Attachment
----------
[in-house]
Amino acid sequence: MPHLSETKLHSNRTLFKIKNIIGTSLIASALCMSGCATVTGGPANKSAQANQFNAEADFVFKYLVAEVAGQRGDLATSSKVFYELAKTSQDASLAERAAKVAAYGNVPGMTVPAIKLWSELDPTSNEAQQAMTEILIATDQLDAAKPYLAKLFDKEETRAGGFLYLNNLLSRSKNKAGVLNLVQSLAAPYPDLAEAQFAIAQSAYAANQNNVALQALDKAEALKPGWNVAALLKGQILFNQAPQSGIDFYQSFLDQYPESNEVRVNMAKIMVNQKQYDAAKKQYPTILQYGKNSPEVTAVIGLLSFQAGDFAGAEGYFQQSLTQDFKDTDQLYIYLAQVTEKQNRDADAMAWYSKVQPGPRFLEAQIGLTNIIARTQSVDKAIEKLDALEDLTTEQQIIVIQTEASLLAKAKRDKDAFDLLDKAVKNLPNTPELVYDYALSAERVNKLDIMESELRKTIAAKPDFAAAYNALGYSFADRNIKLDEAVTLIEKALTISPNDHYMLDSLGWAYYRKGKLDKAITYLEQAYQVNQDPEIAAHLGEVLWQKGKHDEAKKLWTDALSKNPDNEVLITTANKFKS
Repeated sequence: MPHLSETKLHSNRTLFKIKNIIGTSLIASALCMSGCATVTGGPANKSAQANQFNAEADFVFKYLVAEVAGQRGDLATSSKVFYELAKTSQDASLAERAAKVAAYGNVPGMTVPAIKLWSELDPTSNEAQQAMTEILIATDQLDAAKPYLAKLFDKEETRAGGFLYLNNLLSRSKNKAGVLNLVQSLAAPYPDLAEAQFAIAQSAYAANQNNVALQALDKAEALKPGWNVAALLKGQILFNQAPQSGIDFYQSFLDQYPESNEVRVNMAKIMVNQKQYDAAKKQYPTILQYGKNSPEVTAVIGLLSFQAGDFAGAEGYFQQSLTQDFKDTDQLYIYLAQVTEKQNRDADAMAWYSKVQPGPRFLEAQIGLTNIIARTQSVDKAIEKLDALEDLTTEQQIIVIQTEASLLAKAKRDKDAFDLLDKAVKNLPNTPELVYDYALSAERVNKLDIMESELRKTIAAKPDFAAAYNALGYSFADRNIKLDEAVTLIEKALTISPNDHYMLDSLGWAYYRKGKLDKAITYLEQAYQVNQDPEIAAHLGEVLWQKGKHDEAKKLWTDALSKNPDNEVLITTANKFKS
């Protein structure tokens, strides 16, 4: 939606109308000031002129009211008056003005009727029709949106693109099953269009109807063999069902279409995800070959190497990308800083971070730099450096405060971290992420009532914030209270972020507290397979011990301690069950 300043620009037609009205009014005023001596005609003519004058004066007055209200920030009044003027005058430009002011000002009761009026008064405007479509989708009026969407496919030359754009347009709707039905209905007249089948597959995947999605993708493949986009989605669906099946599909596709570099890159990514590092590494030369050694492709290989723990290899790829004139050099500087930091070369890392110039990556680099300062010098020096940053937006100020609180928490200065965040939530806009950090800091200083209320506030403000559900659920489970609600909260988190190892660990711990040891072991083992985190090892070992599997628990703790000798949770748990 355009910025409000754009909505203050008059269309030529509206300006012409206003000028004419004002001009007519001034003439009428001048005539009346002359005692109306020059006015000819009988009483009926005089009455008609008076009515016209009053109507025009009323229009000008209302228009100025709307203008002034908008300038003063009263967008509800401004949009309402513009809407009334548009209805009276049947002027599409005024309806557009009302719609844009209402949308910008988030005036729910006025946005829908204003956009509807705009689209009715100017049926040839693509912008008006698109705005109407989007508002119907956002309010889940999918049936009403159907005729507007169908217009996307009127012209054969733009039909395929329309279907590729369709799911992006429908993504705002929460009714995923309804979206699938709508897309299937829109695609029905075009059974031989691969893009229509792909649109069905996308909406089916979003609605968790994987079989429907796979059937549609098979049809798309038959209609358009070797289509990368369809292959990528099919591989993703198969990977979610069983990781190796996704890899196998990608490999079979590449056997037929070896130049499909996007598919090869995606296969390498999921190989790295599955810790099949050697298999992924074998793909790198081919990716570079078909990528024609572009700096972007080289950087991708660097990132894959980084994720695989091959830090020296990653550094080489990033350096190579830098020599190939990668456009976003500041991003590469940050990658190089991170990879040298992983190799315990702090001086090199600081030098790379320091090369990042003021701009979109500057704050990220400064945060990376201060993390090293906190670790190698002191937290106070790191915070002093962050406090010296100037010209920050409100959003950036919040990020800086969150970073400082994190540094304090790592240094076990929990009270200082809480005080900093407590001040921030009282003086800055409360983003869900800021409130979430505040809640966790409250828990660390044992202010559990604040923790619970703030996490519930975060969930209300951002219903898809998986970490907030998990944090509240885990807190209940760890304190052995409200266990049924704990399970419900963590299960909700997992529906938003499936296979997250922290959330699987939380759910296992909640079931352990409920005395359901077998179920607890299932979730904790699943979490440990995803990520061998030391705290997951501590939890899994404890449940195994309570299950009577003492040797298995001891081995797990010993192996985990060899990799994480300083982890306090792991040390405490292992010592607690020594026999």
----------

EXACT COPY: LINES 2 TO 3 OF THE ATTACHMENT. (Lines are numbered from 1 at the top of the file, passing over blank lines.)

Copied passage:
Amino acid sequence: MPHLSETKLHSNRTLFKIKNIIGTSLIASALCMSGCATVTGGPANKSAQANQFNAEADFVFKYLVAEVAGQRGDLATSSKVFYELAKTSQDASLAERAAKVAAYGNVPGMTVPAIKLWSELDPTSNEAQQAMTEILIATDQLDAAKPYLAKLFDKEETRAGGFLYLNNLLSRSKNKAGVLNLVQSLAAPYPDLAEAQFAIAQSAYAANQNNVALQALDKAEALKPGWNVAALLKGQILFNQAPQSGIDFYQSFLDQYPESNEVRVNMAKIMVNQKQYDAAKKQYPTILQYGKNSPEVTAVIGLLSFQAGDFAGAEGYFQQSLTQDFKDTDQLYIYLAQVTEKQNRDADAMAWYSKVQPGPRFLEAQIGLTNIIARTQSVDKAIEKLDALEDLTTEQQIIVIQTEASLLAKAKRDKDAFDLLDKAVKNLPNTPELVYDYALSAERVNKLDIMESELRKTIAAKPDFAAAYNALGYSFADRNIKLDEAVTLIEKALTISPNDHYMLDSLGWAYYRKGKLDKAITYLEQAYQVNQDPEIAAHLGEVLWQKGKHDEAKKLWTDALSKNPDNEVLITTANKFKS
Repeated sequence: MPHLSETKLHSNRTLFKIKNIIGTSLIASALCMSGCATVTGGPANKSAQANQFNAEADFVFKYLVAEVAGQRGDLATSSKVFYELAKTSQDASLAERAAKVAAYGNVPGMTVPAIKLWSELDPTSNEAQQAMTEILIATDQLDAAKPYLAKLFDKEETRAGGFLYLNNLLSRSKNKAGVLNLVQSLAAPYPDLAEAQFAIAQSAYAANQNNVALQALDKAEALKPGWNVAALLKGQILFNQAPQSGIDFYQSFLDQYPESNEVRVNMAKIMVNQKQYDAAKKQYPTILQYGKNSPEVTAVIGLLSFQAGDFAGAEGYFQQSLTQDFKDTDQLYIYLAQVTEKQNRDADAMAWYSKVQPGPRFLEAQIGLTNIIARTQSVDKAIEKLDALEDLTTEQQIIVIQTEASLLAKAKRDKDAFDLLDKAVKNLPNTPELVYDYALSAERVNKLDIMESELRKTIAAKPDFAAAYNALGYSFADRNIKLDEAVTLIEKALTISPNDHYMLDSLGWAYYRKGKLDKAITYLEQAYQVNQDPEIAAHLGEVLWQKGKHDEAKKLWTDALSKNPDNEVLITTANKFKS